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Baz Luhrmann is known by most as the genius behind the modern musical Moulin Rouge. But before that he also helmed two other high quality flicks; Strictly Ballroom and Romeo & Juliet. The former was basically his breakthrough movie, having screened to critical acclaim around the world and practically announced Luhrmann as the next creative mind to come from Down Under. The latter film was a result of Hollywood giving him a go, and Luhrmann certainly didn’t disappoint. We now have the privilege of owning all three films together, packaged in a delightful box set with an extra disc thrown in for good measure. So let’s look behind the Red Curtain...

Included in this box set are Luhrmann’s three major films, all of which tell a fantastic story linked together by universal themes. Click on each title to be taken to the review.

<a href=;s=2&c=543>Strictly Ballroom: Special Edition</a>

<a href=;s=2&c=544>Romeo & Juliet: Special Edition</a>

<a href=;s=2&c=545>Moulin Rouge: Special Edition</a>

The menu for Behind The Red Curtain

The overall video quality over the three films and the extra disc is top notch, headed by the fantastic transfer on the Moulin Rouge disc. Even the fifth disc is of a high standard even though some grainy archival footage is used throughout. These are probably the best transfers you’re going to get for these films. See the reviews for further details.

Again, the audio can’t really be faulted overall. The surround usage isn’t all that great but it’s the music and effects that make the three movies so powerful. The DTS mix on Moulin Rouge stands out but the other two films sound particularly good also. Even the extra disc uses the surrounds at various stages to belt out more music or whizz some effects around the room. Let your ears enjoy!

For this box set Fox have included an extra disc entitled Behind The Red Curtain, which basically chronicles the creative journey taken by Luhrmann and his colleagues over the course of his three major films.

The first little piece is on The House Of Iona, home to Luhrmann’s company Bazmark Productions. It’s great to see the environment in which he and his team work and all the different departments. Loosely styled, it is basically a tour of the facility with words from Baz along the way. There are heaps of clips, from the staff to the actors rehearsing to some of the more bizarre parts of the House. It runs for about seven minutes.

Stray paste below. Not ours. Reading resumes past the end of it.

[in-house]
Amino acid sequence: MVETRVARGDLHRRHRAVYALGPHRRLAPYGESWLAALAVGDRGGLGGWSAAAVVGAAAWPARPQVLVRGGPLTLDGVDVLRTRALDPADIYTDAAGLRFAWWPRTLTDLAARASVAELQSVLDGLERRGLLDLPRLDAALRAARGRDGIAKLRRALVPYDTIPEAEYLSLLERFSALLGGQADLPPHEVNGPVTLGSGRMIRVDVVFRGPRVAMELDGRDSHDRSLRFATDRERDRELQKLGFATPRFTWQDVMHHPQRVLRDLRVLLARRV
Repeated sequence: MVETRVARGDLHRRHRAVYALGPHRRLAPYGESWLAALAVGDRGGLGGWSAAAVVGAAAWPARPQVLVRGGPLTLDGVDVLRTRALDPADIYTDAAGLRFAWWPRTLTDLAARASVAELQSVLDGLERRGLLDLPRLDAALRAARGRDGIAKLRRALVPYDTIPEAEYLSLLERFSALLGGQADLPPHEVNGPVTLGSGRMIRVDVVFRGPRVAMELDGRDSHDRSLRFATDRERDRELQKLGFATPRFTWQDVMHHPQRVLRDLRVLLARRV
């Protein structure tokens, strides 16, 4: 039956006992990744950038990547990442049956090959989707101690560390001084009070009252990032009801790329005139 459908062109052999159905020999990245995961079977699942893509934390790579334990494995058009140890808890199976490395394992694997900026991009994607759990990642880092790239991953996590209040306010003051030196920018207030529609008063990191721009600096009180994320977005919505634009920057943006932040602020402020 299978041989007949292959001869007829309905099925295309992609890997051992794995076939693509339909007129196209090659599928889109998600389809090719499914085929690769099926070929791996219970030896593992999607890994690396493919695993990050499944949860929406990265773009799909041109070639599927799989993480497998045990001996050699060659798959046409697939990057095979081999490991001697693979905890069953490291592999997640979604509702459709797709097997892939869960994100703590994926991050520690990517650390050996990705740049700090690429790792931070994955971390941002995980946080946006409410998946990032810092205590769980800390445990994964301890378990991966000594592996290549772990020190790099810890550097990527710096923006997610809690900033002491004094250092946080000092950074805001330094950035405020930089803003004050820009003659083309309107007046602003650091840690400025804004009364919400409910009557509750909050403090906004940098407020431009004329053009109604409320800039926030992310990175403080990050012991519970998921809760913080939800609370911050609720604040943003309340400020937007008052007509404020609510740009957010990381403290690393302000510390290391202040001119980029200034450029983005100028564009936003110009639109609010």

Baz, our interactive tour guide

The Red Curtain Cinema is the guts of this disc. It’s an interactive documentary on the whole creative journey over the three films, with Baz being the tour guide once again. When you press play Baz declares, “I’m going to tell you a story”. And that’s basically what happens. It’s a great learning curve for those not in the know about Baz’s conventions and style as well as a further insight into the “Red Curtain” movies and processes for those already familiar with his work. Words appear on screen which, when clicked or entered, take the viewer to other bits of information on that particular topic, whether they be interviews, pictures or more footage. It’s great to see DVD makers thinking more about getting the viewers involved in the whole experience, and one can only hope the interactivity element is explored a whole lot further in years to come. This is a brilliant feature that is a welcome addition to a very well-rounded and worthwhile box set.

Oh yeah, and there’s also a Showbag menu, which is basically the rest of the stuff they couldn’t include into another category. There’s a music video for Now Until The Break Of Day, some DVD-ROM content which includes some weblinks, screensavers and downloadable clips from the website, a One Day I’ll Fly Away remixed video clip, a Strictly Ballroom comic which was used as the storyboard for the film and the final scripts for all three movies, all of them worthwhile additions to the disc.

The Showbag menu

All three of these films deal with similar issues even though they may seem to be quite different on the surface. True love, of course, is the undercurrent in all three, but they also deal with themes of betrayal, deceit and valour. To be able to provide three distinctly different films but link them through universal themes is testament to the talent of Luhrmann and his dedicated team, most of whom stayed with him for the entire “trilogy”. There’s no doubt you’ll enjoy all of them, it’s just a question of how much. The extra disc will draw you even further into the world of Luhrmann and his team and is great to watch and learn about a quite different filmmaker and how he works. If you enjoy his work you’ll definitely want to pick this set up with all three films getting the right royal treatment on their respective discs and the bundle together just oozing quality overall. Great value for money and one of the best new box sets going around. Brilliant.